Thunderwear and bra holsters -- Here are five ridiculous ways gun nuts are packing heat
Handgun in man's pants (Shutterstock)

Guns are dangerous, right?


They're dangerous when they're used improperly, and they dangerous when used as designed. They're dangerous when you hold them in your hand, and they're dangerous when you think they're stashed away somewhere safe. (Don't leave them anywhere near a dog.)

The #gunFAIL hashtag helps catalog when Americans are shot by a gun that's improperly used or stored, but there are some firearm storage products on the market that would seem to invite a risk of injury or worse.

The Open Carry T-shirt isn't even a real holster for a real gun, yet it's still dangerous. Business is apparently brisk for the shirts, which depict a realistic-looking handgun nestled in a leather strap holster. The shirt's creators promise wearing one will “drive anti-gun nuts crazy” -- but it could also put you in grave danger. The sellers warn against ever putting your hand on the gun image to prevent police from mistakenly shooting you, and comply with police orders during seemingly inevitable law enforcement encounters to avoid the same fate.

The Fast Holster is basically a magnetic mount that allows gun owners to hide firearms and magazines throughout their homes by placing additional magnets on bedframes, under kitchen cabinets, or perhaps alongside the toilet paper dispenser. “The FAST Holster has 3 powerful magnets over-molded in non-marring rubber to secure a gun almost anywhere,” the manufacturer explains. “They hold the heaviest gun firmly, but release with a grab. They have fastener holes to mount to any furnishing, wall, etc. with the included inserts and screws. Available in handgun or long-gun sizes.” That’s pretty self-evidently dangerous, but then there’s a $29.95 price tag for a few screws and adhesive magnets you could probably buy for a less than a third of that cost at your local hardware store.

Thunderwear is pretty much what you think it is – a holster you wear over your underpants. The models shown on the website look like they’re wearing fanny packs stuffed inside their shorts, and the manufacturer recommends pleated pants or sweatpants for owners of especially large guns. The manufacturer claims it’s not necessary to open your pants to access your gun, which is nice. Thunderwear uses a patented “three-layer moisture barrier” to protect your firearm, although the manufacturer leaves the rest up to the imagination. Reasonable people might question the wisdom of stashing a gun down your pants and pointed toward your genitals, but fear not: “The fact is you actually feel more secure because your weapon will act as a ‘CUP’ to protect the sensitive area of your body if under physical attack!” the manufacturer assures customers.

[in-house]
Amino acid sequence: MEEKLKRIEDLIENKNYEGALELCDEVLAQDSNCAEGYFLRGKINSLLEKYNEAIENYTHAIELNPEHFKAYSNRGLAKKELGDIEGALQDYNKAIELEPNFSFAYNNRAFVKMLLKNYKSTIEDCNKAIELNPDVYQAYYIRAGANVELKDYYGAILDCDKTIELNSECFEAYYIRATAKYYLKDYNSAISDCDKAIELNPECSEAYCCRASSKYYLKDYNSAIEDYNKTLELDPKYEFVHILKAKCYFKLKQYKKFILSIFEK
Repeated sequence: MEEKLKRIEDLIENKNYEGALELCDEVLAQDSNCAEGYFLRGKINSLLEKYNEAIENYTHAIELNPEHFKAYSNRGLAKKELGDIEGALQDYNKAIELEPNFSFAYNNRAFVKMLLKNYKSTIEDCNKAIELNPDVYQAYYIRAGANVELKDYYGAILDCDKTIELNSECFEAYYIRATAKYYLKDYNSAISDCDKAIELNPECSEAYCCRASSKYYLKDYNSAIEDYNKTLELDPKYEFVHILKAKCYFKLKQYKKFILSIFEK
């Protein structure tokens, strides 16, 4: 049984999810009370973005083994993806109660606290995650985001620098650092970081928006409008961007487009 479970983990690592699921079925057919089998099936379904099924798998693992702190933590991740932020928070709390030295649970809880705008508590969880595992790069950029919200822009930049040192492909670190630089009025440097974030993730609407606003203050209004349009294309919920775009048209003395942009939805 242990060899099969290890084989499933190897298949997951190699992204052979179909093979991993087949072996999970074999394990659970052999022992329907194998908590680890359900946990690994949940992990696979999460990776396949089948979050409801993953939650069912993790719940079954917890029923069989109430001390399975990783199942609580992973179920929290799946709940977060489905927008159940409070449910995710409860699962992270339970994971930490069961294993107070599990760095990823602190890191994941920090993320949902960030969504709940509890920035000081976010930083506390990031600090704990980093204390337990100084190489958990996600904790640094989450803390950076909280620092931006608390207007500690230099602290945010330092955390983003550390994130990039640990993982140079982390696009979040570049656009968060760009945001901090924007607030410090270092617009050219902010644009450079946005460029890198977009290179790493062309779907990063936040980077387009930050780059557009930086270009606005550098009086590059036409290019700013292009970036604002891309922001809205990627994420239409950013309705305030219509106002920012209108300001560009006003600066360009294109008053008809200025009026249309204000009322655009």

The Blackhawk SERPA holster, which is used by the Marine Corps, is described as dangerous by many gun enthusiasts because it’s prone to “trigger hooking,” which can then lead to “negligent discharges.” In plain English, that means it’s relatively easy to slip your finger onto the trigger and accidentally shoot yourself or someone nearby. But, of course, it has its fans: “So far I love it, and I'm not really sure how you can shoot yourself with one,” said one gun owner. “When I hit the release, and draw the holster, my finger is resting ABOVE the trigger. I really don't see why some people are pissing their panties on the internet calling this holster a dangerous design.”

The Flashbang Holster snaps onto a bra, between your breasts. Demonstration videos show it’s not necessary to flash your bra, because the gun can be accessed by reaching under your shirt. “If you’re as interested in dressing like a chick as you are in self defense,” writes a reviewer at the Girls Guide To Guns website, “I highly recommend the Flashbang for your next firearm accessory purchase." The stowed firearm points sideways, toward your weaker arm, but poses a risk because it’s possible to pull the trigger while it’s still holstered. That’s apparently what happened to a Michigan woman, Christina Bond, who accidentally shot and killed herself while adjusting her bra holster.

Watch this commercial posted online by Thunderwear Holsters: